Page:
Getty To Supply Amazon Echo Users With Photos

Posted on 9/17/2018 by Jim Pickerell | Printable Version | Comments (0)

Getty Images, has agreed to make Getty’s award-winning collection of sports, news, entertainment, archival and creative images available to enhance the voice responses from Alexa on all Echo devices with a screen.

Exactly how image creators will be compensated for this use of their images has not been explained.

Alexa has always been able to tell customers answers to their questions but with the launch of Echo Show and Echo Spot, Alexa is now able to show customers whatever they want to know. This integration allows Getty Images’ extensive library of premium content to shape the visual style of Alexa.

“Our premier collection of editorial, creative and archival content is a natural fit for Amazon’s Echo products, bringing best-in-class visuals to Echo users,” said Peter Orlowsky, Senior Vice President of Strategic Development, Getty Images. “We are honored to unite with Echo’s screen-based products and to use our deep library of content to give Alexa her best look yet.”

Getty Images content creators are on the ground, 24 hours a day, seven days a week, capturing events from all corners of the world, from red carpet events to football stadiums to conflict zones and beyond. This means that customers can now turn to their Echo devices with a screen and say, “Alexa, who won best Actress at tonight’s Academy Awards,” or “Alexa, what is the capital of Uruguay,” and Alexa will respond with the answers and provide the most up to date premier imagery of the winner from the red carpet and stunning photos from Montevideo, the capital of Uruguay.

Getty Images is a world leader in visual communications, with over 300 million assets, of which over 200 million are digitized, encompassing the latest global news, sports, celebrity, music and fashion coverage; exclusive conceptual creative images; and the world’s largest commercial archive.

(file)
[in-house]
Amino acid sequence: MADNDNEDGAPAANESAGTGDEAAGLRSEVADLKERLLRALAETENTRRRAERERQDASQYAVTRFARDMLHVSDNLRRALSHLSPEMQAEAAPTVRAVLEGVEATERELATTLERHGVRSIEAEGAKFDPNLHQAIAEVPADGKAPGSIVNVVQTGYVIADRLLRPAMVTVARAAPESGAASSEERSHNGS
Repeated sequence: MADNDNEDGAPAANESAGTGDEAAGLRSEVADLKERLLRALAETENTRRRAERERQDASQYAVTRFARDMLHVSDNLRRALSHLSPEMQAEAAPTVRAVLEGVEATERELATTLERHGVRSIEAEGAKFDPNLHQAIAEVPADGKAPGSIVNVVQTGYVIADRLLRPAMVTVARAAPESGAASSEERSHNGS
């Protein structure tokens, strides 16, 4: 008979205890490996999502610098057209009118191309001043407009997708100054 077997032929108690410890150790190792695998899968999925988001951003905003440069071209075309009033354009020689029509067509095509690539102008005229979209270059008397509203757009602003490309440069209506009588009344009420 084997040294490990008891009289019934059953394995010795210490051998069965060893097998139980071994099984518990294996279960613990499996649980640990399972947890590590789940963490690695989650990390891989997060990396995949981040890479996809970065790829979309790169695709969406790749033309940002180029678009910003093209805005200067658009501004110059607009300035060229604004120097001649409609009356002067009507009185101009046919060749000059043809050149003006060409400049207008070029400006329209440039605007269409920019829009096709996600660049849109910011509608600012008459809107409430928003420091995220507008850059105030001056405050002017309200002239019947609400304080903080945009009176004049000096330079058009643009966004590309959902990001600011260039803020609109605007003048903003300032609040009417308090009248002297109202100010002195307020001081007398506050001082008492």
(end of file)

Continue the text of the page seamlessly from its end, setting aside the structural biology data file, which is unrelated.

Some of the sports and news photos, available on the Getty Images site are created by staff photographers who are paid a salary. These photographers receive no additional compensation no matter how many times their photos are actually used. Getty also wholly owns certain archival images (the Hulton collection, for example). One hundred percent of the revenue generated by these images is retained by Getty.

But, the vast majority of entertainment and creative imagery has been supplied to Getty by freelance photographer and other stock agencies. All of these individuals and organization have contracts with Getty that require Getty to pay them a fee every time one of their images is used.

It is not clear how Getty expects to track these uses and how much Amazon will pay each time one of Getty’s images is called up by one of Amazon's customers.

We do know that Getty is already licensing some uses for less than one penny ($0.01). We also believe that one-third of the prices they currently charge customers to use an image are less than $5.00 and 55% are less than $10.00.

It seems likely that once Echo Show and Echo Spot an in full operation the percentage of images licensed for prices below $5.00 will certainly double to more than 66% of all licenses. It is unclear how such additional use will benefit image creators.

Copyright © 2018 Jim Pickerell. The above article may not be copied, reproduced, excerpted or distributed in any manner without written permission from the author. All requests should be submitted to Selling Stock at 10319 Westlake Drive, Suite 162, Bethesda, MD 20817, phone 301-461-7627, e-mail: wvz@fpcubgbf.pbz

Jim Pickerell is founder of, an online newsletter that publishes daily. He is also available for personal telephone consultations on pricing and other matters related to stock photography. He occasionally acts as an expert witness on matters related to stock photography. For his current curriculum vitae go to:  


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